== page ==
In a divided vote, the Olympia City Council decided Tuesday to seek more money from the state in order to deal with a vacant nine-story tower in downtown Olympia.
The council had been set to approve a request to include three "time sensitive" city projects in the state capital budget. However, some council members wanted to ask for more money to also address the Capital Center Building, an eyesore that is often referred to by critics as "the mistake by the lake."
The original request sought $2.7 million for new bulkheads (protective waterfront barriers) at Percival Landing, $2 million for soil cleanup on two downtown isthmus properties and $750,000 to repair a trail along Olympia Avenue and Marine Drive. The tower is also located on the isthmus between West Bay and Capitol Lake.
With a 4-3 vote, the council asked city staff to modify the requests and bring them back to next week’s council meeting for approval. City staff will create a "more general and less property specific" funding request for the isthmus properties in the range of $5 million to $7 million, according to the motion proposed by Councilman Jim Cooper.
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Mayor Stephen Buxbaum asked the council to approve the current list as-is, and voted no on delaying the funding request because he said it was already late. Councilman Steve Langer and Councilwoman Julie Hankins also voted no.
Buxbaum warned council members that the city officials would be "painting ourselves into a corner" by asking for additional money to buy the Capital Center Building, which is privately owned and not for sale. The original funding request had referred to cleanup efforts for the two parcels the city already owns on the isthmus at 505 and 529 Fourth Ave. W.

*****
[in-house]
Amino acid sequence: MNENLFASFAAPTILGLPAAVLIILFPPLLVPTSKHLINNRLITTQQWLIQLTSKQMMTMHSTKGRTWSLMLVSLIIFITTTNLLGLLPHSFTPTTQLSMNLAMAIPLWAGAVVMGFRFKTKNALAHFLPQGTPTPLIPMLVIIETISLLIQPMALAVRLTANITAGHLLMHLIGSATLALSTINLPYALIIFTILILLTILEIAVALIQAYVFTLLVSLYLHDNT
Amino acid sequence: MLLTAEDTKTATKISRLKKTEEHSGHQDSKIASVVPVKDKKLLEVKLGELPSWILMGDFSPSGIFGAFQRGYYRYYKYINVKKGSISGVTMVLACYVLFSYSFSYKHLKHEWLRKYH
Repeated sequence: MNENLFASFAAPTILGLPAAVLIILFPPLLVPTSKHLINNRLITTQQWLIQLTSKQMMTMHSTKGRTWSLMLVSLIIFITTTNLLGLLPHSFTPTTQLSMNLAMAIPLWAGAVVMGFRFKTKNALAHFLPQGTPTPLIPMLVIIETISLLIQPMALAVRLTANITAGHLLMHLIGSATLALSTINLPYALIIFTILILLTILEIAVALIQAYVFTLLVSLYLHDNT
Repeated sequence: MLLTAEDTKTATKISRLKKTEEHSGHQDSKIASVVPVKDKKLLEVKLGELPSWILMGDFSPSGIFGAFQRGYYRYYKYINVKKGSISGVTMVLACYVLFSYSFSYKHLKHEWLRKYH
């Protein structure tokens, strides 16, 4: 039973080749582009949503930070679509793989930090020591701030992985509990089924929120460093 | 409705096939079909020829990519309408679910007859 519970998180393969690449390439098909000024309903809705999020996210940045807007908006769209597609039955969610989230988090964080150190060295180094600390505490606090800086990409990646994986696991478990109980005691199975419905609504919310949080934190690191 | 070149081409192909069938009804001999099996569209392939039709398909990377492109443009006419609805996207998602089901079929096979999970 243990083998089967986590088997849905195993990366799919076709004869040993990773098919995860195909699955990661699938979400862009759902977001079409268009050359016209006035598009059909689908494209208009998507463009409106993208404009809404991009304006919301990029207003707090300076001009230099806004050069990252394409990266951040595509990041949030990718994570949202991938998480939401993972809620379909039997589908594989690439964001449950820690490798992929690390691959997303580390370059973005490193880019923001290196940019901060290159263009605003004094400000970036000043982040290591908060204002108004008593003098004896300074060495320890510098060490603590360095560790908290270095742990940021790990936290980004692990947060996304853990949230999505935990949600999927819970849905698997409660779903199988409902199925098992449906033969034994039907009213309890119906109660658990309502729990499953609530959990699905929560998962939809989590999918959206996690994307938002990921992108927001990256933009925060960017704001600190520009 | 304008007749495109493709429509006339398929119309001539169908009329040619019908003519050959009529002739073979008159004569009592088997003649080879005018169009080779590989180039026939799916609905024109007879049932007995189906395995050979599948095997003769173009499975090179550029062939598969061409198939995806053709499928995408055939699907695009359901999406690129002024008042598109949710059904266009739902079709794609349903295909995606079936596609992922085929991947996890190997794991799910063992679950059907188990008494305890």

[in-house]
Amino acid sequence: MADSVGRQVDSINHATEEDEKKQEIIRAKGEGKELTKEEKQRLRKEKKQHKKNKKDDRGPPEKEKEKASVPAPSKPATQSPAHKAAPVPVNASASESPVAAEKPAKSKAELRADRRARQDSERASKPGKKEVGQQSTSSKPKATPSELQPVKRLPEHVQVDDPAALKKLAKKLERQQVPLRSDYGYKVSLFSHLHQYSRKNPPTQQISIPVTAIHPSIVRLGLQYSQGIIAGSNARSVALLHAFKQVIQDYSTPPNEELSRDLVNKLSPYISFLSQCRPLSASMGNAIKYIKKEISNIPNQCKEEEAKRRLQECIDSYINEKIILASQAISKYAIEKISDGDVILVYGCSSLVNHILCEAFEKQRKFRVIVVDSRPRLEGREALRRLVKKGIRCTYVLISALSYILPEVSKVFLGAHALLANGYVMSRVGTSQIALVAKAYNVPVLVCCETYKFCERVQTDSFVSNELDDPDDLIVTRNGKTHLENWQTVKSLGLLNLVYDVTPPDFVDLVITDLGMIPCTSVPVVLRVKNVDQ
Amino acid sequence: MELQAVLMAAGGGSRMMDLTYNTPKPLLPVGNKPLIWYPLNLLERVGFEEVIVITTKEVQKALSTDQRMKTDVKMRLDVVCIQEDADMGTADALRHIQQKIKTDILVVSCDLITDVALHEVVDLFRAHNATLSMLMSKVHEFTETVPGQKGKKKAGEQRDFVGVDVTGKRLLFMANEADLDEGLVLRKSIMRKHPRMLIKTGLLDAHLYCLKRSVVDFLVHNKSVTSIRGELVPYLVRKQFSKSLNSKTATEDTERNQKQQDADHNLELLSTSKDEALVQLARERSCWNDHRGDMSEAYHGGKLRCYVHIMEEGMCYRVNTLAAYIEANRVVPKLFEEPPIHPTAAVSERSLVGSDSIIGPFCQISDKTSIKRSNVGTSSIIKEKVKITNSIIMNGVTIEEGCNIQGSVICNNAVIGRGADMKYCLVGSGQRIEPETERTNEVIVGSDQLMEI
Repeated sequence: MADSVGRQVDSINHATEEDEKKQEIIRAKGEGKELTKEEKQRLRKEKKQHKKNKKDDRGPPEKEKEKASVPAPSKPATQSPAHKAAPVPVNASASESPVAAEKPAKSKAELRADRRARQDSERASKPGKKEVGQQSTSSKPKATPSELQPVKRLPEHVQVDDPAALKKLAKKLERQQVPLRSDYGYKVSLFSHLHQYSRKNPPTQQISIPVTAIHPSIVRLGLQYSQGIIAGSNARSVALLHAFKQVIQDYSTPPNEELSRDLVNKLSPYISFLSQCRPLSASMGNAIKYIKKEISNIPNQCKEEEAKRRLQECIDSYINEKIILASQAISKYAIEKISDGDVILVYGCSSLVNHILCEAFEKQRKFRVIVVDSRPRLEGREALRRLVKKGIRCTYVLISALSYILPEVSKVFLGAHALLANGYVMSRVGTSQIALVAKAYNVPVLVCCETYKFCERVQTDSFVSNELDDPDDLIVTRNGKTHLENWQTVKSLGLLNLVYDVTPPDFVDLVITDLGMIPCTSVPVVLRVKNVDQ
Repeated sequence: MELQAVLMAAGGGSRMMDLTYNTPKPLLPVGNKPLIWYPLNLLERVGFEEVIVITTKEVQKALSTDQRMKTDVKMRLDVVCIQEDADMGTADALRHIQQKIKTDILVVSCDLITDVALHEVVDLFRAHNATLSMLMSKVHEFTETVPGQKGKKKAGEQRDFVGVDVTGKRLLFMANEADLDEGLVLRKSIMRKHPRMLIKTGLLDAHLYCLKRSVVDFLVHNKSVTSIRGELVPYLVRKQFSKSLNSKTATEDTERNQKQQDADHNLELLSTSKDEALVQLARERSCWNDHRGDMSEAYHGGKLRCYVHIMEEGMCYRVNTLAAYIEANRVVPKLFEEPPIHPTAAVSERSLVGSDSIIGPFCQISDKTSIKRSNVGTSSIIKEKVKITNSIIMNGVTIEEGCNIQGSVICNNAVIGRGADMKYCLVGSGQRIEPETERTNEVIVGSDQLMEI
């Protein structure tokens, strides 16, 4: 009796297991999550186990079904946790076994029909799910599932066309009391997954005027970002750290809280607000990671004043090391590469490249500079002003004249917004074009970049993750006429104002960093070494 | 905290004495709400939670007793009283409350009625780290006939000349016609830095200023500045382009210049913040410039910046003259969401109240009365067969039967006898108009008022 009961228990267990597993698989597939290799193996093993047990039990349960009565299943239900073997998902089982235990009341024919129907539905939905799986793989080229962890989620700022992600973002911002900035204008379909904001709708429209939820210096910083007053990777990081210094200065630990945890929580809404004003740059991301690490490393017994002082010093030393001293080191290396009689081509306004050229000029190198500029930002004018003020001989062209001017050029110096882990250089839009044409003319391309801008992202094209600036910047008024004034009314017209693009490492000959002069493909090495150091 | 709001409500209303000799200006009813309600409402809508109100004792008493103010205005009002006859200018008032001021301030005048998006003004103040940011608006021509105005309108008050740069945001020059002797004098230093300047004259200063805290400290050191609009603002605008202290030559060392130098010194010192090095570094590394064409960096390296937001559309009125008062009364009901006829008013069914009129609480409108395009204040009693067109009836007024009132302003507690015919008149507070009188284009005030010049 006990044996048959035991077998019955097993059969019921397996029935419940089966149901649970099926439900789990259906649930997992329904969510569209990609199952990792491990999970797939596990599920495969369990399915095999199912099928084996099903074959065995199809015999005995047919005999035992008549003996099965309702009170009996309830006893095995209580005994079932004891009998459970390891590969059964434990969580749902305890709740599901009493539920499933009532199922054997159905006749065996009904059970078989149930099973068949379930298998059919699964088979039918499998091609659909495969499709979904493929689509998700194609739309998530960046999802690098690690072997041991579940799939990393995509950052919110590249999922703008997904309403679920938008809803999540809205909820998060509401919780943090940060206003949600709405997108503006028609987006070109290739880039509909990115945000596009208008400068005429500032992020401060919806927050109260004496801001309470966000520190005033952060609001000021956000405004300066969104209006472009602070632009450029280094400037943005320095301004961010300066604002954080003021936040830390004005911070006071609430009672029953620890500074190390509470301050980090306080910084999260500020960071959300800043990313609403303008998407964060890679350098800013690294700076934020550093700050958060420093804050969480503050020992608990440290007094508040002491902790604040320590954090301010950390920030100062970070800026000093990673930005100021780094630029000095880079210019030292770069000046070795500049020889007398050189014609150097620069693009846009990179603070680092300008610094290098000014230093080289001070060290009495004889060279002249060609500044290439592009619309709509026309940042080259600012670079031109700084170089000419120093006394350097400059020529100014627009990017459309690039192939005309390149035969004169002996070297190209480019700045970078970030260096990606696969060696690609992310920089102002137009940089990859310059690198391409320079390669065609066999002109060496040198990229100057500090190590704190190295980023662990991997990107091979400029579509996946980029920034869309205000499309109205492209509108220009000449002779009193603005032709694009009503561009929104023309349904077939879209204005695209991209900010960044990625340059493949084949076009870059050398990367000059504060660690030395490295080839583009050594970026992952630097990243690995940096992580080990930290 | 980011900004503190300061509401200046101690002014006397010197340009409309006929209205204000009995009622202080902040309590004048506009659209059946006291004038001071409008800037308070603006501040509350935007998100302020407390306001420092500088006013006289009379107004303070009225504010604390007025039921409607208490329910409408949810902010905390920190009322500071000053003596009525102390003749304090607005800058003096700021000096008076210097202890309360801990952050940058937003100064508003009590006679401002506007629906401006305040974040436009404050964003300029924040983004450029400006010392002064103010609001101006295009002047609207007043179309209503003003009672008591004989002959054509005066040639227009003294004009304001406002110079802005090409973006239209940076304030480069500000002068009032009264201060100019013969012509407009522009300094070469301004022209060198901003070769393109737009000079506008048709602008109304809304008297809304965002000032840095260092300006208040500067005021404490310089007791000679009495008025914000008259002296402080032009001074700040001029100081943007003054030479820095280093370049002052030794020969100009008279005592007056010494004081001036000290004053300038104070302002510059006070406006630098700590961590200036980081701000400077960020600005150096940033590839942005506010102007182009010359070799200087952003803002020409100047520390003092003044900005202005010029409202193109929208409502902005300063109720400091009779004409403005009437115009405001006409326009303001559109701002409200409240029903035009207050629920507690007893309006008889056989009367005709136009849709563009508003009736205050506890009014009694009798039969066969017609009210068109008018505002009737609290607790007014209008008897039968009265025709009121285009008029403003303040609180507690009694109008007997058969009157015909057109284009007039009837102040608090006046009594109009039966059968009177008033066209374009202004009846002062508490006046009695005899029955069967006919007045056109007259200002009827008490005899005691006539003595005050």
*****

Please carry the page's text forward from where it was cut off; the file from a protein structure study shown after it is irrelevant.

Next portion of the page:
"We’re seeking a true partnership with the Legislature to finish what we started and handle the properties that we own," Buxbaum said. "I don’t think there’s a clear vision on what to do with Capital Center Building."
Councilwoman Jeannine Roe initially brought up the idea of delaying the decision and having a discussion with 22nd Legislative District lawmakers.
"I see no sense whatsoever in turning down an opportunity to seek more funding," Roe said.
In supporting the additional funding request, Mayor Pro-Tem Nathaniel Jones suggested that money from the Legislature could help with a potential public-private partnership. He agreed with the mayor that such a partnership would fit the proposed Community Renewal Area, which would grant the city powers to address dilapidated properties in downtown Olympia.
"I believe action is important and we have the opportunity to send a strong message," Jones said.
Langer said that "$5 million isn’t close to taking care of it" when dealing with the Capital Center Building. He also said it’s unlikely the city will get all three of the original funding requests this year.
"We should deal with the Capital Center Building, but this is not the way to do it," Langer said. "Perhaps next year we can make a request that is part and parcel of a larger plan."
Located at 410 Fourth Ave. W., the Capital Center Building is owned by Views on Fifth Ltd., which has expressed interest in turning the property into a hotel. The building has sat vacant since 2006 and has long suffered from graffiti and vandalism.